For millennia people have run by feel, an “art of combining our breath and mind and muscles into fluid self-propulsion over wild terrain,” says Christopher McDougall in his anthropological study of the topic.
Many of us still run this way, of course, but for how much longer? Now we can lace up a pair of “smart” sneakers and instantly shift from running by feel to running by metrics. Guesses at how far and how fast are replaced by real time stats on pace and meters travelled.
If you think you’ll never make the switch, think again. As Nike learned from studying millions of users, the magic number of times a runner needs to see her data before becoming a more “science-based” runner is just five. Once a person crosses that threshold they are “massively more likely” to keep running by metrics than by feel alone.
That’s a great number. Here are five more I’ve come across in my ongoing study of the field of auto-analytics.
Auto analytics have a long tradition in the U.S. Benjamin Franklin was an early adopter, though his self-tracking experiments grabbed fewer headlines than his apocryphal kite-flying ones. Franklin quantified his progress toward achieving 13 personal goals, assigning himself a “little black spot” on days he failed to make progress on a particular goal.
New research (PDF) suggests that 69% of Americans participate in some self-tracking behavior just in areas related to health and wellness. Within this group of self-trackers there’s a fundamental behavioral switch going on from analog tracking to digital. Old-school methods requiring you to painstakingly detail your life with pen and paper are being replaced by tech that can collect data automatically or passively, and even interpret the data for you. Already 21%(PDF) of people who self-track use smartphone apps or gadgets that make self-tracking behavior more efficient and the data more dependable.
We take for granted now that, standing in a hotel lobby, we can find the quickest route to our destination, learn the name of the song playing and change a meeting time, all witha few taps. We navigate the external world this way. But have you thought much about using algorithms to discover the seemingly invisible and silent world within yourself, of cognition, physiological functioning, and emotions?
More of us will eventually do this. By 2018, 485,000,000 wearable computing devices will ship globally, including smart watches and smart clothing, according to ABI Research. And don’t suspect this just means we’ll all be wearing dorky electronic glasses. Sensors will detect everything from the number of steps we take to minutes of REM sleep per day. Many killer apps for wearable analytics probably haven’t been imagined yet.
People tend to gravitate toward the health and wellness applications of auto-analytics. But they will be used for “softer” disciplines too, like innovation and creativity. Traditionally measures of creativity, cognition, and focus have been a “mysterious art,” as Tom Davenport points out. But many types of wearable computing will allow professionals to migrate from art to science in the way they monitor their work and try to improve the thinking part of their job performance.
Consider that lab research using EEG headbands already shows users tend to have a measurable spike in gamma-band brain waves 0.3 seconds (PDF) before the “aha!” moments that spark the creative process. Many of these headbands are coming out of labs and are now available on store shelves, allowing anyone (who’s willing to look a bit geeky) to measure their neurons firing and seek patterns in their creative thinking, and adjust your routines to enhance creativity.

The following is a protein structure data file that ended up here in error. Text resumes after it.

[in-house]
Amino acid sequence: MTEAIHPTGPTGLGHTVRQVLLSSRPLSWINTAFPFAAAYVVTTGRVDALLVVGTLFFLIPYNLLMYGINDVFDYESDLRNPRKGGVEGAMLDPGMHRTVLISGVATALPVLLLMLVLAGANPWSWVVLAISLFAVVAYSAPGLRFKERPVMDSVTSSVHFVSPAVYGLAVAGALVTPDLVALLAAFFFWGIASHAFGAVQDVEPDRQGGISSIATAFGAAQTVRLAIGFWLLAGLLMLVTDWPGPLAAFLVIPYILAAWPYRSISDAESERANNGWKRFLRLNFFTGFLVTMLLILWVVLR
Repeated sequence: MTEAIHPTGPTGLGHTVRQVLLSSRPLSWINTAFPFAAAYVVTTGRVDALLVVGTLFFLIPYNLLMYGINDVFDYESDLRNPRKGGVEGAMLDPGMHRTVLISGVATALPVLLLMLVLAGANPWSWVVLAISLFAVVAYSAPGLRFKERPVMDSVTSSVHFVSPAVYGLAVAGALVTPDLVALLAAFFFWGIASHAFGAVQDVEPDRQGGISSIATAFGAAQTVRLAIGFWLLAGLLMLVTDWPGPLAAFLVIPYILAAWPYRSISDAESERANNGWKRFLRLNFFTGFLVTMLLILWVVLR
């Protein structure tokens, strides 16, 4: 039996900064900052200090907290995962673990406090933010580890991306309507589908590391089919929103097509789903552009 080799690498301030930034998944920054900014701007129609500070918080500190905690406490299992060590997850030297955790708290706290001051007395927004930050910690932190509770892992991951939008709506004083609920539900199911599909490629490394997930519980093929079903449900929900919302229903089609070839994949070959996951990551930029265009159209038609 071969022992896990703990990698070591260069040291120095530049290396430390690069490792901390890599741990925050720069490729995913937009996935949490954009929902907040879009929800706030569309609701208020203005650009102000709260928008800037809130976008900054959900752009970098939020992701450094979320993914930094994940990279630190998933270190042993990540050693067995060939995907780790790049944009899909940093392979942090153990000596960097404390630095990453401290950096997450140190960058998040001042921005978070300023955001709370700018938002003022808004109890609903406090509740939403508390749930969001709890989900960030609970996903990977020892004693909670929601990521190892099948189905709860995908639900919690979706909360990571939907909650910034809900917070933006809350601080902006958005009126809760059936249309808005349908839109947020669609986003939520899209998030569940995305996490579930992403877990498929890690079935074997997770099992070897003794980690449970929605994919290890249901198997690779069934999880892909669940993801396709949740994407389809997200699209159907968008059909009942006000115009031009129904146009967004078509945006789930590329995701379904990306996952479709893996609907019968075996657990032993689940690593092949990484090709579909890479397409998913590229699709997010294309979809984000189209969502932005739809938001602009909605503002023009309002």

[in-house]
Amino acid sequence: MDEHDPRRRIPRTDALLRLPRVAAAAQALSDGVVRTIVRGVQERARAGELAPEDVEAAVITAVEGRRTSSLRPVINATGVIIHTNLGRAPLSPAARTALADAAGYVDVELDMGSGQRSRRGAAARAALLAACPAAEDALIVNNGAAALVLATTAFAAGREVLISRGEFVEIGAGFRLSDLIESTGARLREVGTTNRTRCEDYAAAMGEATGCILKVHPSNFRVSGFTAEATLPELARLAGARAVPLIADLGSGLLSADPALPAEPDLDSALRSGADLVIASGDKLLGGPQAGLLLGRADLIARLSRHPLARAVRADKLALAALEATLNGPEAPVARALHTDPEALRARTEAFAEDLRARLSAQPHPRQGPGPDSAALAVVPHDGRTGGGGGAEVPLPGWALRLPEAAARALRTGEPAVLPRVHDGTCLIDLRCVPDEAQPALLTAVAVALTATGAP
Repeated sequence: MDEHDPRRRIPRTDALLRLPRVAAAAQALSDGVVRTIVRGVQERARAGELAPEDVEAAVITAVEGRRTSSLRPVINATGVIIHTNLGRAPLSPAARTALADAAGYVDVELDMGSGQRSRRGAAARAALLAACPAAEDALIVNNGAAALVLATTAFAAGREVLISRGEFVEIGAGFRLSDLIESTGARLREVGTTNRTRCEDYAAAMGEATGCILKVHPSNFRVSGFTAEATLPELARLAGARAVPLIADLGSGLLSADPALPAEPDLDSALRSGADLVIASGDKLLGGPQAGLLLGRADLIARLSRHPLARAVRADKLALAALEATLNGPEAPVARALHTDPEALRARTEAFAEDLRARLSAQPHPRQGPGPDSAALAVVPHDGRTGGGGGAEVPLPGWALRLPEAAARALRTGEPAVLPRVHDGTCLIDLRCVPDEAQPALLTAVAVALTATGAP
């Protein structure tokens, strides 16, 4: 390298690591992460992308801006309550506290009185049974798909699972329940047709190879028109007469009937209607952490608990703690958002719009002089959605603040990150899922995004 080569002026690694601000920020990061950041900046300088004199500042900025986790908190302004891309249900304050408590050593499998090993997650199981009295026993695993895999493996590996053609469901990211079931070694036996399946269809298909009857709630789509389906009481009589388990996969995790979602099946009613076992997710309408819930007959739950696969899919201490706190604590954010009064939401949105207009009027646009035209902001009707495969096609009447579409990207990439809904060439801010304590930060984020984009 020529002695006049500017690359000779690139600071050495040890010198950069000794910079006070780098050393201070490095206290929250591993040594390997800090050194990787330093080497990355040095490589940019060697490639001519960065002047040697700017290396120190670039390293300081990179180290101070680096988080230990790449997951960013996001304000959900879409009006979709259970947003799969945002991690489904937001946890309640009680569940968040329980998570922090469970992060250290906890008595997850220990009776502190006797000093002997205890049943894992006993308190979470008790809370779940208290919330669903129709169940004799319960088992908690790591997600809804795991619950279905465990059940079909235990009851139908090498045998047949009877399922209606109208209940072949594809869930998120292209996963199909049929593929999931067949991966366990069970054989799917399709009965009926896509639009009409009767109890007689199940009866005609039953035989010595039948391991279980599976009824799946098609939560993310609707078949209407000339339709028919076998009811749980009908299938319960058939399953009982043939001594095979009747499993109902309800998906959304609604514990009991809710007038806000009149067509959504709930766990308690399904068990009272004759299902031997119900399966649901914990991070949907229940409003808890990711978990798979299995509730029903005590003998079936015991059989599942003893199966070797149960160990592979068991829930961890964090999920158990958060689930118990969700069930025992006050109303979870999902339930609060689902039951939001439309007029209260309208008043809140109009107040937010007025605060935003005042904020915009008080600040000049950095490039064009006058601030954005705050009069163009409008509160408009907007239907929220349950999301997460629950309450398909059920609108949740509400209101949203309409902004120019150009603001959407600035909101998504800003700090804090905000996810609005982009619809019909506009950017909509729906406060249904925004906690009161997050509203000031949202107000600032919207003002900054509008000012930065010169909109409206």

When we think of Big Data, we tend to think of large organizations, even nations, crunching terabytes of information. But you have Big Data inside yourself. Consider the BodyMedia FIT Armband, which contains four sensors and collects 5,000 data points a minute on your metabolism, sleep patterns, and activity levels. That’s 2.4 million data points in a work day.
What’s more, this is the kind of big data that comes with analysis: The wearable technology uses code and insights from IBM analytics teams to crunch your data and offer algorithm-generated recommendations on how users might improve personal decisions on diet and exercise to optimize health.
We began by mentioning how the ancient art of running can now be made scientific. Now think broadly about what other once-immeasurable forms of human movement might benefit from quantification, from karate kicks to dance moves to top-spin forehands.
Apple’s recently amended 84-page patent filing shows the extent to which the company has been thinking about changing self-measurement the way it changed music. As one analyst sums up: “the company is…developing an entire wearable/detachable computing platform and ecosystem comprised of wireless sensing systems for monitoring…sports activity, athletic training, medicine, fitness and wellness in humans.”
Most intriguing is Apple’s interest in developing wearable devices that offer users quantitative insight on movement in business and industrial settings. Soon you might be measuring your attempts to “manage by walking around (MBWA)” or to use more hand gestures during key client presentations.
Frederick Taylor’s famous Time and Motion studies aimed to make factory work more scientific. Imagine if Taylor had the tools we’ll have now. It looks like we’re moving toward a New Taylorism, only this time, the worker takes control of measuring effectiveness. It could create increased autonomy through self-knowledge, and revolutionize, again, management, and the way they live and work.